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The AAA immediately set out to slaughter six million baby pigs and reduce breeding sows to reduce pork production and raise prices. Since cotton plantings were thought to be excessive, cotton farmers were paid to plow under one-quarter of the forty million acres of cotton to reduce marketed production to boost prices. Most of the payments went to the landowners, not the tenants, making conditions desperate for tenant farmers.

Though landowners were supposed to share the payments with their tenant farmers, they were not legally obligated to do so and most did not. As a result, tenant farmers, and especially black tenants, who were more easily discriminated against, received none of the payments and less or no income from cotton production after large portions of the crop were plowed under.

Where persuasion was ineffective in inducing the many independent farmers to reduce production, the federal government intended to mandate production cutbacks and purchase the product to take it off the market and raise prices. The NRA was a vast experiment in cartelizing American industry. Code authorities in each industry were set up to determine production and investment, as well as to standardize firm practices and costs.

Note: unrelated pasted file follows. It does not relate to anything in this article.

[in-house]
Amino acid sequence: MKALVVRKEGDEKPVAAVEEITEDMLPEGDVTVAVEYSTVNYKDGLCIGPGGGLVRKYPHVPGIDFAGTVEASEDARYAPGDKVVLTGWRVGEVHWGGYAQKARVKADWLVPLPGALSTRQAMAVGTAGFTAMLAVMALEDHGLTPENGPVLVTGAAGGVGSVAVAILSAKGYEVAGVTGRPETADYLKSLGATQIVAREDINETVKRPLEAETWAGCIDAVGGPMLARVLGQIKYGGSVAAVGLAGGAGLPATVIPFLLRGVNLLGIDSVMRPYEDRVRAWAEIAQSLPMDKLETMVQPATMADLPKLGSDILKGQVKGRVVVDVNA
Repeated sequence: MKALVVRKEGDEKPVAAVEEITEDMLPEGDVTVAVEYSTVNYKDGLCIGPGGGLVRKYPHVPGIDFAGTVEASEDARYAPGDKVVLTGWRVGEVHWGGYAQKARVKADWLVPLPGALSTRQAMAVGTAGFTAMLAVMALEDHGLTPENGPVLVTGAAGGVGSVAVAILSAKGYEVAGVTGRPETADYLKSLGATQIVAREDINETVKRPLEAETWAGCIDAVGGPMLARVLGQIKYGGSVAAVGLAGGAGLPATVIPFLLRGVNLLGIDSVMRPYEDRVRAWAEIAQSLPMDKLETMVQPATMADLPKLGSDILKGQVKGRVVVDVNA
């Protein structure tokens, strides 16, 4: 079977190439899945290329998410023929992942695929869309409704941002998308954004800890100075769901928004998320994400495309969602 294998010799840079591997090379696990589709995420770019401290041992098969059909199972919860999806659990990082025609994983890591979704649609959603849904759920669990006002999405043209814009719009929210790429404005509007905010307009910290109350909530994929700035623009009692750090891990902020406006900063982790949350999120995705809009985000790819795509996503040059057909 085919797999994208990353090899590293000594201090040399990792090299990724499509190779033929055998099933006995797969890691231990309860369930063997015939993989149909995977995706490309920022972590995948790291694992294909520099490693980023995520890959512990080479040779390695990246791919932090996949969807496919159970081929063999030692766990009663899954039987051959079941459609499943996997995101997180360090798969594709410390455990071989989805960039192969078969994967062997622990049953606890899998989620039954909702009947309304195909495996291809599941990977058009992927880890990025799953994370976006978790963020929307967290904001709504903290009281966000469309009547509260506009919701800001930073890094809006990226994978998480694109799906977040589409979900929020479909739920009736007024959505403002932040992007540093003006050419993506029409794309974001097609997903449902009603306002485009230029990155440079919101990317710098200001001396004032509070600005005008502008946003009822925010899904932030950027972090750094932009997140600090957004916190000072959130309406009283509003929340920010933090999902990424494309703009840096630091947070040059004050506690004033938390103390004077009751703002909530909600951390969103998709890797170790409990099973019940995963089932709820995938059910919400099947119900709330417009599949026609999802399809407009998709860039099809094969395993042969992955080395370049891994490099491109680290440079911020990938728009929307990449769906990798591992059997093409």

The entire apparatus was aimed at raising prices and reducing, not increasing, production and investment.

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As the NRA codes began to take effect in the fall of , they had precisely that effect. The recovery that had seemed so promising in the summer largely stopped, and there was little increase in economic activity from the fall of through midsummer Enforcement of the codes was sporadic, disagreement over the codes increased, and, in smaller, more competitive industries, fewer firms adhered to the codes. Released from the shackles of the NRA, American industry began to expand production. By the fall of a vigorous recovery was under way.